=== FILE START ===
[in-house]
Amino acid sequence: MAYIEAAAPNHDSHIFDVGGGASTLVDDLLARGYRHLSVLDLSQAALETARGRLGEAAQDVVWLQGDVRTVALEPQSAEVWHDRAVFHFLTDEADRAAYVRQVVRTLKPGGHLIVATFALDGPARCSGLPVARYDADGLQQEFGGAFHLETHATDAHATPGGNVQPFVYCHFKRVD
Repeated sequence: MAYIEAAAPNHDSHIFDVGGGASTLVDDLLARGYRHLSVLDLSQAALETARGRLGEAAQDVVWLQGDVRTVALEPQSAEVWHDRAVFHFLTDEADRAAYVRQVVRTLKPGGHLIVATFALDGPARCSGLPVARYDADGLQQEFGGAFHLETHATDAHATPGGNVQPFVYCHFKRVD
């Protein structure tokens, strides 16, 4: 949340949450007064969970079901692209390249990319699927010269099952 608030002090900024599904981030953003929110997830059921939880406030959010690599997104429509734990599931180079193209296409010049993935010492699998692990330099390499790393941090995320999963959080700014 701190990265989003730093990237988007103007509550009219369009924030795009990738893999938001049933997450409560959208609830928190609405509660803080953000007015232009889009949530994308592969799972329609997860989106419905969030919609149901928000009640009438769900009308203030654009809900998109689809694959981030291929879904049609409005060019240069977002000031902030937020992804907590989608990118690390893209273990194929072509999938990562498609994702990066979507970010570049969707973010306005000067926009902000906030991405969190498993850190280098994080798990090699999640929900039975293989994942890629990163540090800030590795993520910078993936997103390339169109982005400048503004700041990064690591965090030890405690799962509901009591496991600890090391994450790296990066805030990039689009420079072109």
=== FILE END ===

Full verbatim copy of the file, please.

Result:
[in-house]
Amino acid sequence: MAYIEAAAPNHDSHIFDVGGGASTLVDDLLARGYRHLSVLDLSQAALETARGRLGEAAQDVVWLQGDVRTVALEPQSAEVWHDRAVFHFLTDEADRAAYVRQVVRTLKPGGHLIVATFALDGPARCSGLPVARYDADGLQQEFGGAFHLETHATDAHATPGGNVQPFVYCHFKRVD
Repeated sequence: MAYIEAAAPNHDSHIFDVGGGASTLVDDLLARGYRHLSVLDLSQAALETARGRLGEAAQDVVWLQGDVRTVALEPQSAEVWHDRAVFHFLTDEADRAAYVRQVVRTLKPGGHLIVATFALDGPARCSGLPVARYDADGLQQEFGGAFHLETHATDAHATPGGNVQPFVYCHFKRVD
């Protein structure tokens, strides 16, 4: 949340949450007064969970079901692209390249990319699927010269099952 608030002090900024599904981030953003929110997830059921939880406030959010690599997104429509734990599931180079193209296409010049993935010492699998692990330099390499790393941090995320999963959080700014 701190990265989003730093990237988007103007509550009219369009924030795009990738893999938001049933997450409560959208609830928190609405509660803080953000007015232009889009949530994308592969799972329609997860989106419905969030919609149901928000009640009438769900009308203030654009809900998109689809694959981030291929879904049609409005060019240069977002000031902030937020992804907590989608990118690390893209273990194929072509999938990562498609994702990066979507970010570049969707973010306005000067926009902000906030991405969190498993850190280098994080798990090699999640929900039975293989994942890629990163540090800030590795993520910078993936997103390339169109982005400048503004700041990064690591965090030890405690799962509901009591496991600890090391994450790296990066805030990039689009420079072109």